My Disability Diaries TBR

Have you been enjoying Disability Diaries?
There's been some downright awesome stuff going on, from discussions to rants to whatever it is I wrote last Saturday, but the recommendations are my absolute favourite right now. Literally just scrolling through the #DisabilityDiaries2017 hashtag has almost doubled the size of my TBR.

And, because I'm at least a little bit evil - uh, I mean ... because it's super important for everyone to read as many different representations of different disabilities as possible, I've made this post.

Because you want to grow your TBR at a ridiculous rate too, right?


Highly Illogical Behaviour by John Corey Whatley

I'd heard of this one a couple of times before DD week, and frankly I was more than a little skeptical about it. The premise involves an MC trying to "cure" another MC of his agoraphobia - which sounds like a recipe for harmful representation to me.

But, according to Gerri @ Coralling Books, it's actually a surprisingly good interpretation, and I'm just fascinated to see how the author manages to turn what looks like a toxic stereotype into ... well, not a toxic stereotype. Also, I know very little about agoraphobia, and this needs to change. Between this book and the next one, I'm hoping I might get at least a basic view of it from a couple of different angles.

(Nice segway there, Lara. Real subtle.)

Under Rose Tainted Skies by Louise Gornell

I've seen all kinds of rave reviews about this book over the last week, but I think the honour of convincing me to read it goes to Casey @ AdoptABookAus - apparently it involves a girl with agoraphobia and OCD who meets a guy? But his mere presence doesn't miraculously cure her?

Yes please and thank you. Count me in.

The really eye-opening mental health-related books I've read have been heartbreaking most of the time *cough* All The Bright Places *cough*, but that's because they told the truth, rather than wrapping up these issues in a blanket of "you'll-fall-in-love-and-it'll-all-be-okay". Whether or not I end up sobbing, it sounds like I'll have heard the truth from this book.

And that is kind of the point of Disability Diaries - to promote books that are honest about mental illness and disability and everything in between?

The Season of You and Me by Robin Constantine

This one comes from my lovely fellow co-host Angel (the linked post is her DD TBR, so have a look if you're looking for even more recs), and GAH I AM SO EXCITED TO READ IT. After the hella controversial Me Before You, which I read and became pretty upset by last week, I'm desperate for a book with a paraplegic character that a) doesn't perpetrate harmful stereotypes about disability being a worse fate than death, b) doesn't make me bawl my eyes out, and c) doesn't use my concern about representation and emotional investment against each other to make me feel ridiculously conflicted.

According to Goodreads, it's a fun summery read. I'm hoping it wasn't lying - although we all know I cry at everything, so I'm not about to put away the tissues.

Just. In. Case.

The Memory Wall by Lev A.C. Rosen

Another of my co-hosts, Jolien (who, I'd just like to point out, is just as lovely) wrote an absolutely gorgeous piece on dementia last Monday. I've been pretty busy this week with everything that's been going on, so I only just got round to reading it, and wow did it make me think.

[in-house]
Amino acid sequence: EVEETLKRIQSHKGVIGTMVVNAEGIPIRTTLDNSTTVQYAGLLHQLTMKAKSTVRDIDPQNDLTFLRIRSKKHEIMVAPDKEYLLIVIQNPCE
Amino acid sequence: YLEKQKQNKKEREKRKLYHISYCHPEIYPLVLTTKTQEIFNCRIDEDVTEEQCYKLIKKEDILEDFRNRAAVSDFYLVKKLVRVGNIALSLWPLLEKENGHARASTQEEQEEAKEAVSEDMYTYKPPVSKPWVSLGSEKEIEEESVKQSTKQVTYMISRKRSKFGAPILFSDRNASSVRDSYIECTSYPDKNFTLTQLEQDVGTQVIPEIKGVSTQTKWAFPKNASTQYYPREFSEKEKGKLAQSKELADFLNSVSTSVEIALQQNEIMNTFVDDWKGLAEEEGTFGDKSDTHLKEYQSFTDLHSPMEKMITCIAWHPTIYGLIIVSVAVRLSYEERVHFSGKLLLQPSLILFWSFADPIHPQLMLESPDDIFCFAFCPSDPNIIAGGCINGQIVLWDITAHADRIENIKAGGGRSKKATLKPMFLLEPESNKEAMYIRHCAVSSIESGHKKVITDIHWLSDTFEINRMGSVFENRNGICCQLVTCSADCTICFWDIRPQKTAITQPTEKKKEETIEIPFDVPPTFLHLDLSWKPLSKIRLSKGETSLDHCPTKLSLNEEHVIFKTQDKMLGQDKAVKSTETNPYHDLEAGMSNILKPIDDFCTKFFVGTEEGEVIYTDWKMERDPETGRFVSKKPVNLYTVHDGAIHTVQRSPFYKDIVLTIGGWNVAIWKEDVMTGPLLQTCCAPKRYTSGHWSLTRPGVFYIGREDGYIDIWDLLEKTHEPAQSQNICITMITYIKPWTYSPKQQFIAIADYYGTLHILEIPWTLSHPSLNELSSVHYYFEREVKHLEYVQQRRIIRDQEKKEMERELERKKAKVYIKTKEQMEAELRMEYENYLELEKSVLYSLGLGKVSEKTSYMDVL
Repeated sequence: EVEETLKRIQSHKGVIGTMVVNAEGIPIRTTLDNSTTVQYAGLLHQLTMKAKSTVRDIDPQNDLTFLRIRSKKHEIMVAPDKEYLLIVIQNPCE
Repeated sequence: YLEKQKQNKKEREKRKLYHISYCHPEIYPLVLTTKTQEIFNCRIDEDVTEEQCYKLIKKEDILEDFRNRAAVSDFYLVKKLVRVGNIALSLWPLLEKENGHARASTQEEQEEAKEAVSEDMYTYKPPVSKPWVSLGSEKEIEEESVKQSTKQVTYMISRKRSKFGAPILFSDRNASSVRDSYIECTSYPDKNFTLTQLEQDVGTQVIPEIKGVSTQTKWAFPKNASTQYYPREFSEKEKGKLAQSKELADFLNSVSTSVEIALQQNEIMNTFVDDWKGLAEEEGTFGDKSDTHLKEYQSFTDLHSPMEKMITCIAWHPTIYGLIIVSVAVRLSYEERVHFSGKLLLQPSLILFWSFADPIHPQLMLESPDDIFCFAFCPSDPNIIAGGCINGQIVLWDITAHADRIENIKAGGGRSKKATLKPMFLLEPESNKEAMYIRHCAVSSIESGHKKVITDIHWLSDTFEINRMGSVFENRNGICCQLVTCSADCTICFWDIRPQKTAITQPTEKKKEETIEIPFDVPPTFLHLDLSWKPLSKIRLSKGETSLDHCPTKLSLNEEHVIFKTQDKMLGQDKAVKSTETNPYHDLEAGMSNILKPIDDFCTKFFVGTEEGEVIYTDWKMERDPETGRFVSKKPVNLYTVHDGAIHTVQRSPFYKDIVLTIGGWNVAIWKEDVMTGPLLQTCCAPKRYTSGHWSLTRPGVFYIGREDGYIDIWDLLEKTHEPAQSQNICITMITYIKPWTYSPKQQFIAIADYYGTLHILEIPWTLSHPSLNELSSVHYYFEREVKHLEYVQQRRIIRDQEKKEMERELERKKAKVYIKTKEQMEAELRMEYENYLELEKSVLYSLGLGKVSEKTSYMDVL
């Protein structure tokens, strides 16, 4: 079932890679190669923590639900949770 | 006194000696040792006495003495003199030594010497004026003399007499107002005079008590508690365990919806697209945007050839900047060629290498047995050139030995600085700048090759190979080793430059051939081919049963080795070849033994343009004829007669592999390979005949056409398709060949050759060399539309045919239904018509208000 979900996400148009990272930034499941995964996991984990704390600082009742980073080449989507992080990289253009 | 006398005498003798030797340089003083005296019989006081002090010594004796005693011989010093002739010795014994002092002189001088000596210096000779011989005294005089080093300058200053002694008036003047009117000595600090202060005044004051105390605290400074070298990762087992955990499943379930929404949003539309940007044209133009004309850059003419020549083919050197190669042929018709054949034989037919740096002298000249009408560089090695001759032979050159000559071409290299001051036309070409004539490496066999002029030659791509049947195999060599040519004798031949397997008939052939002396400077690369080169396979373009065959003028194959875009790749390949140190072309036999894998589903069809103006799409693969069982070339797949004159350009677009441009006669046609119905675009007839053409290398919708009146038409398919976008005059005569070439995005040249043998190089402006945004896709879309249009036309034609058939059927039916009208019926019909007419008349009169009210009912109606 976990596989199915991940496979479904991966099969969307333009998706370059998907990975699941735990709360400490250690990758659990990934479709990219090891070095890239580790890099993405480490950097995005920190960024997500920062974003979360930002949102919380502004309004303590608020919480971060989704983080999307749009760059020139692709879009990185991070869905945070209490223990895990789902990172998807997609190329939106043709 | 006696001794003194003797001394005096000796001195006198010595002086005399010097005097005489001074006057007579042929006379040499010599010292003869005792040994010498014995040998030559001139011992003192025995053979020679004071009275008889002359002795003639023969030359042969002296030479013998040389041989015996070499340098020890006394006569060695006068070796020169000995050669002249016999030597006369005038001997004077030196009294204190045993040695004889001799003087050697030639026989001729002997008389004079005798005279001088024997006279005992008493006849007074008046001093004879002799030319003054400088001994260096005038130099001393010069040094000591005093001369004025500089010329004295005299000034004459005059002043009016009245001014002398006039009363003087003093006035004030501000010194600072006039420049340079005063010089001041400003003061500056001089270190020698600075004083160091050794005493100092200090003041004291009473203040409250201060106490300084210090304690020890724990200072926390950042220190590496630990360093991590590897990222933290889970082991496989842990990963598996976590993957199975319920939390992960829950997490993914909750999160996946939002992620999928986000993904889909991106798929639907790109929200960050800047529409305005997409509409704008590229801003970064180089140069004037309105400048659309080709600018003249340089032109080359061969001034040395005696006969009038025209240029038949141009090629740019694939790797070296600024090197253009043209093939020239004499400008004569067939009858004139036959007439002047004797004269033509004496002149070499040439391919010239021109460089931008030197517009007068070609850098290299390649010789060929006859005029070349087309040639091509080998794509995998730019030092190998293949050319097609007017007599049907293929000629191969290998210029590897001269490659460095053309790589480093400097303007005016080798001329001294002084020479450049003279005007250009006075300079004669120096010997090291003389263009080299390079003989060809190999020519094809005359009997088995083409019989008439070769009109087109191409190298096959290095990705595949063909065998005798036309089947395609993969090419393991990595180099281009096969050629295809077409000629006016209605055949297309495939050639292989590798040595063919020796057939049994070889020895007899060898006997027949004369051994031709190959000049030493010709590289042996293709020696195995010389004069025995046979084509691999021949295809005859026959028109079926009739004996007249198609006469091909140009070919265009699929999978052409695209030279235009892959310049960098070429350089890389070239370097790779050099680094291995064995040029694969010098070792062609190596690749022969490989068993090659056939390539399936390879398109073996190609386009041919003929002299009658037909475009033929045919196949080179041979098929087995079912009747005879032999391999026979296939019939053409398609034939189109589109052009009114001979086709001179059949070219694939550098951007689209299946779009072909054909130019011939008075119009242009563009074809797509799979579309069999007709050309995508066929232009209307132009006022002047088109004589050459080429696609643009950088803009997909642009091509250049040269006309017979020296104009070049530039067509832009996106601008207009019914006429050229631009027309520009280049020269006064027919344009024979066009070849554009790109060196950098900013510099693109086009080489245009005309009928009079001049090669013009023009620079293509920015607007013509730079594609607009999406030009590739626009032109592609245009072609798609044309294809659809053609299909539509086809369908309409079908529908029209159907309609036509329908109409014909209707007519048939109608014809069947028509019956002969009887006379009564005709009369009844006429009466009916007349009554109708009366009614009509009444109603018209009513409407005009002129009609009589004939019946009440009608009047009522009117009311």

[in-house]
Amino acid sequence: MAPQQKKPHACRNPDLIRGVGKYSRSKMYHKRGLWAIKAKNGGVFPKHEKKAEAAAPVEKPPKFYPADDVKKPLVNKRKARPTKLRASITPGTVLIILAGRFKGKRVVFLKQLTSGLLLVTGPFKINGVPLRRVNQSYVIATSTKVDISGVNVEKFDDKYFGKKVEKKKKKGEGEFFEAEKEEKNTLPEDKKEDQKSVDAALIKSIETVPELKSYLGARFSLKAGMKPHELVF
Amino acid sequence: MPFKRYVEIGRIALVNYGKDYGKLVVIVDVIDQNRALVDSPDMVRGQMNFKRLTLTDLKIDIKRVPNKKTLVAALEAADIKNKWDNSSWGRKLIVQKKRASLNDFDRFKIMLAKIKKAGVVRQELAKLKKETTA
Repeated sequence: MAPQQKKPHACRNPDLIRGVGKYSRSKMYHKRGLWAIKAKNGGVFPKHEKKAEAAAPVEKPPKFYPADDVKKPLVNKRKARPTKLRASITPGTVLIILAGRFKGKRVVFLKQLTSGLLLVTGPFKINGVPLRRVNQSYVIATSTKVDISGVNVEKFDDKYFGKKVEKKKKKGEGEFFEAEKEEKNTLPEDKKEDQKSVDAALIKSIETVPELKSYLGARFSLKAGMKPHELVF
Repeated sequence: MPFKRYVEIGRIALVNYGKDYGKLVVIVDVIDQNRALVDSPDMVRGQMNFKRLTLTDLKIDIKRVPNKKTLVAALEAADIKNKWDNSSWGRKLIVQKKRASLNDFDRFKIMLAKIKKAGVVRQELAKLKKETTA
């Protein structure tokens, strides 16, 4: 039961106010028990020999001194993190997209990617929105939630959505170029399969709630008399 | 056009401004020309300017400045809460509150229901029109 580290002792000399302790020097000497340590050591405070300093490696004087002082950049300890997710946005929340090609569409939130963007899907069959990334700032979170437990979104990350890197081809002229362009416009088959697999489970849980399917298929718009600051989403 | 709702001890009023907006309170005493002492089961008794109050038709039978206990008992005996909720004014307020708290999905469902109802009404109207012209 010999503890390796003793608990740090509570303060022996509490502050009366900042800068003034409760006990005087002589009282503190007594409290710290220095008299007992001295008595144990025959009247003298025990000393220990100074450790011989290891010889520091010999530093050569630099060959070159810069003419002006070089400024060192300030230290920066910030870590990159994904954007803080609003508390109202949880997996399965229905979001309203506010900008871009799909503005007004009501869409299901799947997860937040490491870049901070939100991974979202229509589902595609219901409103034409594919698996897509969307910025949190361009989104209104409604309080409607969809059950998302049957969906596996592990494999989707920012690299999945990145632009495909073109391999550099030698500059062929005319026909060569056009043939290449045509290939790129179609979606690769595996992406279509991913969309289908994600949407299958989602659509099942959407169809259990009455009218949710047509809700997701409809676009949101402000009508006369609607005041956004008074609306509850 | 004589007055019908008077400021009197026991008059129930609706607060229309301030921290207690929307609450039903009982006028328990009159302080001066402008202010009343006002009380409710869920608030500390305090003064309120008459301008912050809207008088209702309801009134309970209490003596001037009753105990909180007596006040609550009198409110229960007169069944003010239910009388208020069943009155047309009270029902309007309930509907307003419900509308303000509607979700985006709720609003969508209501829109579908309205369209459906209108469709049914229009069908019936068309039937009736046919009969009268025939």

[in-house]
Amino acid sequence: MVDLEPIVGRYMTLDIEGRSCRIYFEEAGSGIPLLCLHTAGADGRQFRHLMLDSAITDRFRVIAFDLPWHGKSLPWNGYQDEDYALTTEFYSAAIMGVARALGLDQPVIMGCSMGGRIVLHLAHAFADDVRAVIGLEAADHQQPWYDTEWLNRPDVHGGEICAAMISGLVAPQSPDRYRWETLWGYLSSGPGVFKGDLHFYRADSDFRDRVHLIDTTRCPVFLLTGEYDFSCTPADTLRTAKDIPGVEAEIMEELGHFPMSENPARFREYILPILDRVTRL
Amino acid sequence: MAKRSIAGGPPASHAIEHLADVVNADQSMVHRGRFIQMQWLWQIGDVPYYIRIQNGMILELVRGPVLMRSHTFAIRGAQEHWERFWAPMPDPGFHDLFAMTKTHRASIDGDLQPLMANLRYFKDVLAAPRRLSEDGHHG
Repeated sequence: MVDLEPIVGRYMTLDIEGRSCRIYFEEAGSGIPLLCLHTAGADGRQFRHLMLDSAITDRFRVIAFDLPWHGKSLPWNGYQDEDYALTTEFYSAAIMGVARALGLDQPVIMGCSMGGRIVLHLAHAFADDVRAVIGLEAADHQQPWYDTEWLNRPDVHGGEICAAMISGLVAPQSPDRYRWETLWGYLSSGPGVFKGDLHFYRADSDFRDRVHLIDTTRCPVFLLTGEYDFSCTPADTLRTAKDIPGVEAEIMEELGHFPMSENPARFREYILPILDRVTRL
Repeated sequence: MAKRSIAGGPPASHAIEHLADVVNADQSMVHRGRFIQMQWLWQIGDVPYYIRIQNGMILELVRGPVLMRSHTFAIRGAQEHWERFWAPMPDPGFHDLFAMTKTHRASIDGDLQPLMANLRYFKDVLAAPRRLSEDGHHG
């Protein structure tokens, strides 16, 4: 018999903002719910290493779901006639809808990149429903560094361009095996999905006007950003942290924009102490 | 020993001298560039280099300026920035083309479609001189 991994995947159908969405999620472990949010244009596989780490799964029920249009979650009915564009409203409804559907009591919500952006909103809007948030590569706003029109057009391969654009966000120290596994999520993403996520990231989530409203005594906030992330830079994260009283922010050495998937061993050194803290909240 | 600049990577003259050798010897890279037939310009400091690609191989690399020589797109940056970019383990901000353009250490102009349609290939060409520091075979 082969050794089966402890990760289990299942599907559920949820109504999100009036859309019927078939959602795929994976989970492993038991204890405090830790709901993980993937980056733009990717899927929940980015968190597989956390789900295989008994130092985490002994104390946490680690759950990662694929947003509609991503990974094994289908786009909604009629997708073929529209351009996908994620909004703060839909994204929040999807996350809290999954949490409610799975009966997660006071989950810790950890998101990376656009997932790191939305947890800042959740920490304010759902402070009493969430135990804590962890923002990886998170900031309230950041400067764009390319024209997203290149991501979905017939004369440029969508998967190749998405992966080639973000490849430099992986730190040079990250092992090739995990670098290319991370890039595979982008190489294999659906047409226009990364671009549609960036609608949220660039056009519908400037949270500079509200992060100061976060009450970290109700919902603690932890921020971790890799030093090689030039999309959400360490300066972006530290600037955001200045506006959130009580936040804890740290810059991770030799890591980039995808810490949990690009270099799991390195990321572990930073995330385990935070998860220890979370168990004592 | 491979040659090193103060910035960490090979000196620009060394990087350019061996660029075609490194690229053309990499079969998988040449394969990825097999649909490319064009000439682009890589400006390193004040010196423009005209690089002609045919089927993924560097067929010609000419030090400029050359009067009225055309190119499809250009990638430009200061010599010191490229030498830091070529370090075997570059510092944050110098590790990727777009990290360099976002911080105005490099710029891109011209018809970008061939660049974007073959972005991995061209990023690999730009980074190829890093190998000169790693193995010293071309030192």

This is one of the books Jolien mentioned, and other than the fact that I now have a minor obsession with learning AS MUCH AS HUMANLY POSSIBLE about dementia through literature, the premise really caught my attention. It's about a young boy who escapes his mother's slow loss of memory by playing a fantasy video game ... except he's convinced that she's playing with him from her nursing home. And refuses to believe that she's got dementia in the first place.

It sounds amazing (although I'm guessing I'll need the tissues for this one too) and also cover love. I can't wait to get around to it.

In the comments: Has Disability Diaries added any books to your TBR? Which ones? What's exciting you about it?
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  1. Thank you so much, Lara! I can't wait to read The Memory Wall either. I sometimes still can't believe how little dementia is mentioned in books so I think I'm really going to try and look for books with dementia in it.

    I really want to read The Season of You and Me too! The first time I read Me Before You, I didn't really think about its representation. The past months I have become more critical though, and I want to re-read it now and see how it'll change my mind. But I do want to read a book that actually has correct representation!

    Aaah, TBR. Ever-growing. Never-ending.

    1. You are very welcome. I absolutely loved your post, and it's really inspired me ... so thank you for that. I'll join your quest to find dementia-related books.

      When I read Me Before You, I was super-conscious of the representation, and ... well, let's just say I was on my Kindle highlighting everything I found a bit problematic. And there were 46 highlights.

      So I'm going to be super interested in what you think when you get around to a reread.

      My TBR hasn't quite crushed me yet, so I consider myself lucky.

  2. My TBR was dead already. Now it's zombie has been incinerated. My total TBR is 600+ books. There is no hope. It's too late for me ;)

    1. 600+? Cee Arr, are you okay? I feel like I need to save you from this zombie TBR.



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